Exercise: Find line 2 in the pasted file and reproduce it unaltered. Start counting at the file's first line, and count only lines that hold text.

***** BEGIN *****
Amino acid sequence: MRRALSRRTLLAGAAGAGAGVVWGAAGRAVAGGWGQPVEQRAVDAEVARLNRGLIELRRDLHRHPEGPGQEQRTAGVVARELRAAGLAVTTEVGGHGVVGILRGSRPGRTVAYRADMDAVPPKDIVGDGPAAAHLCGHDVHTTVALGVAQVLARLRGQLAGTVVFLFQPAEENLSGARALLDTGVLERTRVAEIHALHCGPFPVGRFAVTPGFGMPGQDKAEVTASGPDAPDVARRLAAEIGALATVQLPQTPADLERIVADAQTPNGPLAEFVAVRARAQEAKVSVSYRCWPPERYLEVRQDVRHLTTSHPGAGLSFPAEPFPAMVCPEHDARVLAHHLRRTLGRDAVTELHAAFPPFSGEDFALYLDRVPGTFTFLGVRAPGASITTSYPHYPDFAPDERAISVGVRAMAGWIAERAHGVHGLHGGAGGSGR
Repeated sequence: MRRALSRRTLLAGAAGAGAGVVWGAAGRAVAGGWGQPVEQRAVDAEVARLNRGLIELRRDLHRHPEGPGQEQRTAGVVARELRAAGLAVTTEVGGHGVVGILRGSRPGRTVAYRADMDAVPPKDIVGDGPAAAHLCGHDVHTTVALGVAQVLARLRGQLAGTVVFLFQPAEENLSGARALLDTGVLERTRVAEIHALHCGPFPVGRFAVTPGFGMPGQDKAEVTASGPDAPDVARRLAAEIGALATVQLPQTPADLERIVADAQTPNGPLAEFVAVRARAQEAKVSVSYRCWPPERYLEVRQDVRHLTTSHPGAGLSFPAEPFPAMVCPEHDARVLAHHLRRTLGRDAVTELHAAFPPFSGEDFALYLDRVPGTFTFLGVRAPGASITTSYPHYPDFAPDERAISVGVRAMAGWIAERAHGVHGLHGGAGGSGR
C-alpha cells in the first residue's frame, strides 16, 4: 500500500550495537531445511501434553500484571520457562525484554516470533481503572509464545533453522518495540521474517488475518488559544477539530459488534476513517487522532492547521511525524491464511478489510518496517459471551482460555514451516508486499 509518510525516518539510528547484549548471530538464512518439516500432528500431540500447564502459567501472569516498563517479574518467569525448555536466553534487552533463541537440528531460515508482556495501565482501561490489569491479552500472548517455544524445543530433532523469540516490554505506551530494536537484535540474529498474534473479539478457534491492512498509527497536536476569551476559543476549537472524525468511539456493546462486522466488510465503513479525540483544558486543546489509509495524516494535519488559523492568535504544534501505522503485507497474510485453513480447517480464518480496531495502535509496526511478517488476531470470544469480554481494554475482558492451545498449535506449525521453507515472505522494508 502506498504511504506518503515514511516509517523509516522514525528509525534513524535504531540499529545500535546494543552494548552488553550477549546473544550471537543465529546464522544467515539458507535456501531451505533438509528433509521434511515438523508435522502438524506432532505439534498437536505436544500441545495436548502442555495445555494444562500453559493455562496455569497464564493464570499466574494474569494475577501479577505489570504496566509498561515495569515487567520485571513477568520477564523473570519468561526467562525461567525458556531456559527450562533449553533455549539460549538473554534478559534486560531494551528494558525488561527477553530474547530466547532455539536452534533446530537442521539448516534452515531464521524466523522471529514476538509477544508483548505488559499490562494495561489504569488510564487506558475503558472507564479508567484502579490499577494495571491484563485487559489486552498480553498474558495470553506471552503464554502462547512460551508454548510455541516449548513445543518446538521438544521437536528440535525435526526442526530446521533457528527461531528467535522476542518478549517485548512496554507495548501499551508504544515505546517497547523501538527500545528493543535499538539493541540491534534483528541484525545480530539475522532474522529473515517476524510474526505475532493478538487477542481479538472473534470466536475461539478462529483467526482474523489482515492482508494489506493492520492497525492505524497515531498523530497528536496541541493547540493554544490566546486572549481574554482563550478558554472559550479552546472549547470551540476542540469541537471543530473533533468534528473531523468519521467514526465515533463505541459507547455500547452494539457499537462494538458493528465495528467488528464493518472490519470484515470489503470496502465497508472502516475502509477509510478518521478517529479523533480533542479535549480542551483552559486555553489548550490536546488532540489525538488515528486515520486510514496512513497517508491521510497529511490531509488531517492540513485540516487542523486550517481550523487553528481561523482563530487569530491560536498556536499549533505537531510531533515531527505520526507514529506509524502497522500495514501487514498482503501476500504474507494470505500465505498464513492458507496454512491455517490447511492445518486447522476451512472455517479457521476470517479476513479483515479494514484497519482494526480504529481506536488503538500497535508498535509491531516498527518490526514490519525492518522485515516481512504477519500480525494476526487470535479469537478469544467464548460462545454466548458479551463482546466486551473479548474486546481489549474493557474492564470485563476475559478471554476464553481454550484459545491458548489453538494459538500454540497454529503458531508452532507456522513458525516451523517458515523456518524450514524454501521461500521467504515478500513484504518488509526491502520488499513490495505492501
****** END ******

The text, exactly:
Repeated sequence: MRRALSRRTLLAGAAGAGAGVVWGAAGRAVAGGWGQPVEQRAVDAEVARLNRGLIELRRDLHRHPEGPGQEQRTAGVVARELRAAGLAVTTEVGGHGVVGILRGSRPGRTVAYRADMDAVPPKDIVGDGPAAAHLCGHDVHTTVALGVAQVLARLRGQLAGTVVFLFQPAEENLSGARALLDTGVLERTRVAEIHALHCGPFPVGRFAVTPGFGMPGQDKAEVTASGPDAPDVARRLAAEIGALATVQLPQTPADLERIVADAQTPNGPLAEFVAVRARAQEAKVSVSYRCWPPERYLEVRQDVRHLTTSHPGAGLSFPAEPFPAMVCPEHDARVLAHHLRRTLGRDAVTELHAAFPPFSGEDFALYLDRVPGTFTFLGVRAPGASITTSYPHYPDFAPDERAISVGVRAMAGWIAERAHGVHGLHGGAGGSGR